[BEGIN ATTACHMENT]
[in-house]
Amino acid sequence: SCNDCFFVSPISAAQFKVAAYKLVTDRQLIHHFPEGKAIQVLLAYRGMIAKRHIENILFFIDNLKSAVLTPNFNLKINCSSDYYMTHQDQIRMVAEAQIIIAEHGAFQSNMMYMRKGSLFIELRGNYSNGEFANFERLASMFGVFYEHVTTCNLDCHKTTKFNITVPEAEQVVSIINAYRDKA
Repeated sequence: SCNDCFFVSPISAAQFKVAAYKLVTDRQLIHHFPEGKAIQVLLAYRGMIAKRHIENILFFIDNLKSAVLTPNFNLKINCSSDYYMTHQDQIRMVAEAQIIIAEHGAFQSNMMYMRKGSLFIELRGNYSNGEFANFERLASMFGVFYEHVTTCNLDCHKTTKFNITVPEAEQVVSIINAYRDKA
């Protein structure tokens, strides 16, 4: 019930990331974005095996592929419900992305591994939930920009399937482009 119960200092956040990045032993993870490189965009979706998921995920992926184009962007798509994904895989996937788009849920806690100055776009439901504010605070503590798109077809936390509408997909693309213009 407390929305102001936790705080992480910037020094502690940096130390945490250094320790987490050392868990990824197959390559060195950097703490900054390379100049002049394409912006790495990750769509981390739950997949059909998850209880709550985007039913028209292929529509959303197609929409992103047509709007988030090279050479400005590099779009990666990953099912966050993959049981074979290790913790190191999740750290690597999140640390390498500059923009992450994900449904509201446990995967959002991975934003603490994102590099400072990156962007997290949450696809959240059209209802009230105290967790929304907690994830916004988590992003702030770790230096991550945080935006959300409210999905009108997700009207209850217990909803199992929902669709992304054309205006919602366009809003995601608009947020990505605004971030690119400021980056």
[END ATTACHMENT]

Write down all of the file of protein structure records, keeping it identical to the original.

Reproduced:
[in-house]
Amino acid sequence: SCNDCFFVSPISAAQFKVAAYKLVTDRQLIHHFPEGKAIQVLLAYRGMIAKRHIENILFFIDNLKSAVLTPNFNLKINCSSDYYMTHQDQIRMVAEAQIIIAEHGAFQSNMMYMRKGSLFIELRGNYSNGEFANFERLASMFGVFYEHVTTCNLDCHKTTKFNITVPEAEQVVSIINAYRDKA
Repeated sequence: SCNDCFFVSPISAAQFKVAAYKLVTDRQLIHHFPEGKAIQVLLAYRGMIAKRHIENILFFIDNLKSAVLTPNFNLKINCSSDYYMTHQDQIRMVAEAQIIIAEHGAFQSNMMYMRKGSLFIELRGNYSNGEFANFERLASMFGVFYEHVTTCNLDCHKTTKFNITVPEAEQVVSIINAYRDKA
């Protein structure tokens, strides 16, 4: 019930990331974005095996592929419900992305591994939930920009399937482009 119960200092956040990045032993993870490189965009979706998921995920992926184009962007798509994904895989996937788009849920806690100055776009439901504010605070503590798109077809936390509408997909693309213009 407390929305102001936790705080992480910037020094502690940096130390945490250094320790987490050392868990990824197959390559060195950097703490900054390379100049002049394409912006790495990750769509981390739950997949059909998850209880709550985007039913028209292929529509959303197609929409992103047509709007988030090279050479400005590099779009990666990953099912966050993959049981074979290790913790190191999740750290690597999140640390390498500059923009992450994900449904509201446990995967959002991975934003603490994102590099400072990156962007997290949450696809959240059209209802009230105290967790929304907690994830916004988590992003702030770790230096991550945080935006959300409210999905009108997700009207209850217990909803199992929902669709992304054309205006919602366009809003995601608009947020990505605004971030690119400021980056």